They needed to work out whether it would be remotely possible with Kimoana and Kepaleli in tow. "We have two kids and Gabe works full-time in IT – we were going to need some help," says Valerie matter-of-factly.
"We don't have nannies or au pairs in our culture; families tend to help each other out. But we weren't expecting such an amazing response. It blew us away."
Noma has even agreed to join Valerie – who was made a Dame in 2017 – and the children when she heads to Switzerland at the end of the year for a five-week training stint, and again for the 2020 Tokyo Olympics.
While some people have asked if it would be easier to leave the little ones at home, it's simply not an option for this devoted mother.
"I couldn't do it," she confesses. "That yearning for your kids is too strong. I have to do 10 days without them in Dubai later this year, and I'm already feeling a bit nervous about that. I might look like a tough person, but when it comes to my kids, I just fall over."
And Noma, who sits on the floor with her grandson lovingly cuddled in her arms throughout our interview, shrugs off any suggestion she's going beyond the call of duty. "I do it because I love them and I want Valerie to be successful in her sport," she explains.
"She has these goals and I'd like to do any-thing I can to support her to achieve them."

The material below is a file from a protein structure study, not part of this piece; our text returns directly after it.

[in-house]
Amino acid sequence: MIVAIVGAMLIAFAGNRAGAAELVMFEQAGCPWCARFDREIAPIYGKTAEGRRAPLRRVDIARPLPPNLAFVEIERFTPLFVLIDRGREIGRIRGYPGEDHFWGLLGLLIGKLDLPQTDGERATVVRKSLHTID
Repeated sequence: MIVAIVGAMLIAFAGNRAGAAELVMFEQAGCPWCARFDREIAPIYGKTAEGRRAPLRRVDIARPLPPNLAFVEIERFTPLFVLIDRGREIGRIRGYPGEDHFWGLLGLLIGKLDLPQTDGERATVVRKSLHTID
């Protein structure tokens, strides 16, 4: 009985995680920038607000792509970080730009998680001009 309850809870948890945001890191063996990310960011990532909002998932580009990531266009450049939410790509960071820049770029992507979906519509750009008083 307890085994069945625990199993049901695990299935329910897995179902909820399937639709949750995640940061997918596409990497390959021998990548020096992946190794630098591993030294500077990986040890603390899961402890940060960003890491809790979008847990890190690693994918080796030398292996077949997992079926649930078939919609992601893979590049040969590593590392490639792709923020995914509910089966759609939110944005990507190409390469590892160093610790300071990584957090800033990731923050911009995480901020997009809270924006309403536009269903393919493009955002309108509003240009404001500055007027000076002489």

Noma says her daughter-in-law has warned her it'll be cold in Switzerland and there won't be much to do, but she's unfazed.
"I don't mind at all. We're not going for a holiday! We have a job to do and that's why we're going." Gabe is also an amazing support to his wife, and when Valerie points out that she can get a little grumpy sometimes, he won't hear a word of it.
"I am a thousand percent proud of her. Yes, she can be impatient, but it's an earned impatience because for the better part of 20 years she's dominated on the world stage. She has these things she needs to do and needs to achieve. Her focus and hard work are incredible. I'm in awe of her every day."
Training at full capacity after giving birth isn't easy, but Valerie – who won silver at the Commonwealth Games just six months after welcoming Kimoana – firmly believes she can do it. And she's determined to prove once again that motherhood shouldn't mean the end of your dreams.
"You're so exhausted and you've had so much taken out of you, but if you put your mind to it, you can do anything," she asserts. "You probably have to be a bit stupid and crazy, which is fine because I'm definitely a bit more stupid and crazy than most people! But I want to look back and have no regrets. I just want to be able to say 'We gave it our all.'"
As well as having an even bigger drive to succeed now she's a mother, she has also found a deeper level of happiness.
"For so many years I didn't have any balance at all. But now I have my 'mum hat' and my 'training hat', and I can take them on and off. This is much better. It's not just my journey any more, it's all of ours, and I want to enjoy it."